The paper details the research and corresponding implementation and testing steps of the FLEXOP demonstrator aircraft. Within the EU funded project an unmanned demonstrator aircraft is built to validate the mathematical modelling, flight control design and implementation side of active flutter mitigation. In order to validate the different methods and tools developed in this project, a flight test campaign is planned, in which the design and manufacturing of stiff wings (-0), are compared with very flexible wings (-1) with active flutter control, to see the overall benefit vs. risk of such technology. The mathematical models of the aircraft are first developed using FEM and CFD tools, what are later reduced by model order reduction techniques. The high-fidelity models are updated using Ground Vibration Test results. Manufacturing tolerances and variations in aircraft parameters are captured by systematic modelling of parametric and dynamic uncertainties. Both the simulation environment and the control design framework use different modelling fidelity, what are described within the paper. Reduced models are developed using two distinctive methods, respecting the control design needs: top-down balanced LPV reduction and bottom-up structure preserving methods. Based on the reduced order models various control design techniques have been elaborated by the consortium partners. In particular DLR developed and implemented a modal control method using H2 optimal blends for inputs and outputs. University of Bristol developed structured H-infinity optimal control methods, while SZTAKI proposed a worst-case gain optimal method structured controller synthesis method handling parametric and complex uncertainties. After the brief introduction of hardware-in-the-loop test setup and the description of mission scenarios the implementation issues of the baseline and flutter controllers are discussed. DLR and SZTAKI flutter controllers are evaluated in a hybrid software- / hardware-in-the-loop test setup as at this stage of development the latter can not tolerate the estimated delay of the hardware system but their comparison is advantageous before future developments. Recommendations on active flutter mitigation methods are given based on the experience of synthesis and implementation of these controllers. Flight test results will follow these experiments, once the flight testing of the flutter wing commences.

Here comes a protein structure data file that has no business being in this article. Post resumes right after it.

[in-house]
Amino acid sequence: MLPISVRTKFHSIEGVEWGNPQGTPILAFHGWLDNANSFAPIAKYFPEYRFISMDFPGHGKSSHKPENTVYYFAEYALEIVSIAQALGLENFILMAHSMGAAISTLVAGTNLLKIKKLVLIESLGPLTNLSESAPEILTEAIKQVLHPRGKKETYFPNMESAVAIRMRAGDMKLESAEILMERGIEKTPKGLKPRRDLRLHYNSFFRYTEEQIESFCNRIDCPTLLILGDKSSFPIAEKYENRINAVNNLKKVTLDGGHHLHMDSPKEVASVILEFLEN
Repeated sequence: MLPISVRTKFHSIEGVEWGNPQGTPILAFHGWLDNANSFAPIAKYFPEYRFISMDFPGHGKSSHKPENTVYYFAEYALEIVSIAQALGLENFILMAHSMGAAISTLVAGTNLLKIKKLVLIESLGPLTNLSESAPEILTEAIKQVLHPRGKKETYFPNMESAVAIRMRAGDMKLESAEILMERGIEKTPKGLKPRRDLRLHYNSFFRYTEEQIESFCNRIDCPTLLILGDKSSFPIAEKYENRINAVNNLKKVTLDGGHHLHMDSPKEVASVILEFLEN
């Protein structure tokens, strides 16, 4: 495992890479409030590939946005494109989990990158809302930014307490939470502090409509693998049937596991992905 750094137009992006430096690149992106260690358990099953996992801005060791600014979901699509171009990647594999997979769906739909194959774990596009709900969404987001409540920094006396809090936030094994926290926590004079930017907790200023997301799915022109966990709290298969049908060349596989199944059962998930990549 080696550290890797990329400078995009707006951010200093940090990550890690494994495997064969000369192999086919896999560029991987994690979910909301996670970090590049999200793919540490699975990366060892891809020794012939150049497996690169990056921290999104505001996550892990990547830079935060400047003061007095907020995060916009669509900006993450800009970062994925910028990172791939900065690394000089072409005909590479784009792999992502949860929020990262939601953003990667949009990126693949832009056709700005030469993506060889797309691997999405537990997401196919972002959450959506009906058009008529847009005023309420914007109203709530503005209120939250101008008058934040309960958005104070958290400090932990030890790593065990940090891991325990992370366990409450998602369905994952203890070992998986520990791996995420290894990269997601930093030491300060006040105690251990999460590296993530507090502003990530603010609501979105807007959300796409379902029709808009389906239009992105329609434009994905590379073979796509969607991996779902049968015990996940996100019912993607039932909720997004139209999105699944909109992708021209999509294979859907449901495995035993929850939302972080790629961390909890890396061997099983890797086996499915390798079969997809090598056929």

|Conference||AIAA SciTech Forum 2020|
|Period||6/01/20 → 10/01/20|
- Atmospheric Flight Mechanics